Richard Cayne at Meyer International in Bangkok Thailand explains -The wild ride; where the first half of the week with plunges in equity markets worldwide, the second part of the week with a sharp recovery, both in equities credit and high yield. There were almost unprecedented swings on a daily basis. Sometimes on an intra-day basis as well in the trading of US 10-year Treasury bonds. It was a week that made people ask questions about investment policy, the world economy, and the enormous spike in volatility. Before addressing those, we should remind ourselves that for a long time volatility has been extremely low, historically low actually explains Richard Cayne. Until recently, the volatility of commodities, of bonds, of currencies and of equities has been, by historical standards, exceptionally low. Uncertainty presents itself in many ways. It’s rather like holding a soccer ball under the water – when you let the ball go, it bounces up further. That’s what we’ve seen; that’s what we may continue to see.

Interestingly, although much of the commentary has been on Europe, the sector volatility in the equities space and the bond market volatility has been far greater in the US explains Richard Cayne, probably because it was a given part of everybody’s investment thesis that US growth is recovering strongly and it wouldn’t be long before the Fed would be starting to raise rates.

The turning point came this week when a number of Fed governors said that they would not rule out further stimulus in the future, or that they are arguing the case for an interest-rate rise to be pushed further out into the future. Richard Cayne as he believed last week that the markets rallied around that and they sure did. That’s a straightforward signal that global markets still need either price stimulus or quantity stimulus, or that they’re going to reset their valuation base very rapidly. Richard Cayne thinks that the valuation base has already been reset, because even if rates are going to rise, they’re going to rise quite gently. That was true before the last two weeks, and it’s truer now. The higher-yielding end, and the slightly riskier end, of the fixed-income complex really has got some considerable value in it, and it’s worth looking closely at exposures there.

In contrast, long-duration government bonds have rallied very strongly because they’ve been the only diversifier around, and are almost certainly overvalued. For equities, the case still remains that they are the asset with the real rate of return whereby corporate earnings, as we’re seeing in the current earnings season, and cash flows are rising, and the ability to reward shareholders to increase dividends and corporate activity still remains very much in place explains Richard Cayne. At the center of this somewhat disastrous last couple of weeks has been economics. This week, we will get a number of economic releases which will be closely scrutinized, particularly on Thursday, when Japan, China, France, Germany, the Eurozone, and the US release their purchasing managers’ index figures for October explains Richard Cayne Meyer. The market will examine those numbers very closely. It will also examine China’s figures on Tuesday for investment retail sales and third-quarter GDP. All the evidence suggests that the government in China is working overtime to ease policy on housing and the availability of credit at this stage, partly to meet the 7.5% GDP target the central government has set, and partly because they are probably concerned that things are slowly down too fast. Over the next few months, we expect a cyclical, but not a secular, recovery in the low levels of Chinese output led by upgraded activity in the housing market. There will also be a series of corporate earnings this week: from the pharmaceuticals sector, Glaxo, in Europe; from the banking sector, Credit Suisse, in Europe; and consumer plays such as Daimler and Amazon and, finally, Caterpillar. The latter will paint a picture of very considerable traction in the demand for global construction equipment. The reason for focusing on that is that it leads one back to the epicenter of the change in views about the economic outlook, which has been filled with disappointing numbers from Germany. Richard Cayne believes that the European economic outlook is very flat, but that there will be some cyclical improvement in numbers over the next six months. Fiscal easing and a little bit of policy change will help things along. It is Richard Cayne’s believe that the overselling of cyclical stocks in the stock market has provided a deep valuation opportunity.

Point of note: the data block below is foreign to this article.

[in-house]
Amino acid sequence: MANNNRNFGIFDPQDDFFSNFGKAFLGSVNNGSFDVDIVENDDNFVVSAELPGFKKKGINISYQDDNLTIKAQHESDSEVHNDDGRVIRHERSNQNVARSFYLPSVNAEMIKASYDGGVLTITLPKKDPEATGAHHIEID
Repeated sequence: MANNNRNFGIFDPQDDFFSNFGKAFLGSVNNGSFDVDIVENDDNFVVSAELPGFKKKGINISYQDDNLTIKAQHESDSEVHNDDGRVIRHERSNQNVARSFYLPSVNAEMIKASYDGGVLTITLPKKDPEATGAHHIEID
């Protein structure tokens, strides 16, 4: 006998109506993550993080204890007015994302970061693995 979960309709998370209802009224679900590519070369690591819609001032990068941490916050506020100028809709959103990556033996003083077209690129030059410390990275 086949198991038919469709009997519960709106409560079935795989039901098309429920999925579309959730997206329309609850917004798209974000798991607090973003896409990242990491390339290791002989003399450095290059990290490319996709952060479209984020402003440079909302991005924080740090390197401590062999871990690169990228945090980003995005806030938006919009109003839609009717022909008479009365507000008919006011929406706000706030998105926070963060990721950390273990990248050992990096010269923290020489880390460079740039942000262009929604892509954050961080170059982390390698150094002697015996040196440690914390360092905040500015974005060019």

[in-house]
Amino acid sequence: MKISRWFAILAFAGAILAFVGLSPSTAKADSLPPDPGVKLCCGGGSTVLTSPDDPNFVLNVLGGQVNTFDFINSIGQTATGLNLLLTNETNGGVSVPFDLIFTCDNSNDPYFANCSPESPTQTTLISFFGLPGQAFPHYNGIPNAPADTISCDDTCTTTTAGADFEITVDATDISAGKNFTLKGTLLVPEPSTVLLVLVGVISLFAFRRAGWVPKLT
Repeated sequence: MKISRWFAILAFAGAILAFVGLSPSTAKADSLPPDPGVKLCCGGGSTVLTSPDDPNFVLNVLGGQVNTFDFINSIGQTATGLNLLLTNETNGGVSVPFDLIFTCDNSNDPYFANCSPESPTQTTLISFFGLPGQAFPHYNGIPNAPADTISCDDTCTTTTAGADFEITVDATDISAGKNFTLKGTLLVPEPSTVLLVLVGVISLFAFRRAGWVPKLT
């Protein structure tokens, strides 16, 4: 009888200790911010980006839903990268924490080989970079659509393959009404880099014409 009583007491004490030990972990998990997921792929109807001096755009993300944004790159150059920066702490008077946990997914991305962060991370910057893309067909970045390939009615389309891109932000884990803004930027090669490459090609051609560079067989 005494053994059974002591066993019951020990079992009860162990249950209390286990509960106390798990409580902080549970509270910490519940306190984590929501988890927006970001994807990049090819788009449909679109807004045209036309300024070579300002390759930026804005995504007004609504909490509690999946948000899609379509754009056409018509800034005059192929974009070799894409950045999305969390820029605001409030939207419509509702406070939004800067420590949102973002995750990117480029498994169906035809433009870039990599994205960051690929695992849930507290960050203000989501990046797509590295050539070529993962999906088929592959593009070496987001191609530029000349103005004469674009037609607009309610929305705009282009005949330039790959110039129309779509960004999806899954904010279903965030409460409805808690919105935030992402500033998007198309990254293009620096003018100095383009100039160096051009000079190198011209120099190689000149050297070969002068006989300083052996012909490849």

Richard Cayne originally from  Montreal, Quebec Canada currently resides in Bangkok Thailand with his wife Akiko Cayne and their two young children and runs the Meyer Group of Companies www.meyerjapan.com.  Prior to which he was residing in Tokyo Japan for over 15 years and is currently CEO of Asia Wealth Group Holdings Ltd a London, UK Stock Exchange listed Financial Holdings Company

Richard Cayne has been involved in wealth management  in Asia for over 19 years and has assisted many High Net worth Japanese families create innovative international tax and wealth management planning solutions.  The public company of which he is CEO can be seen at www.asiawealthgroup.com or stock exchange link http://www.isdx.com/Asia Wealth Group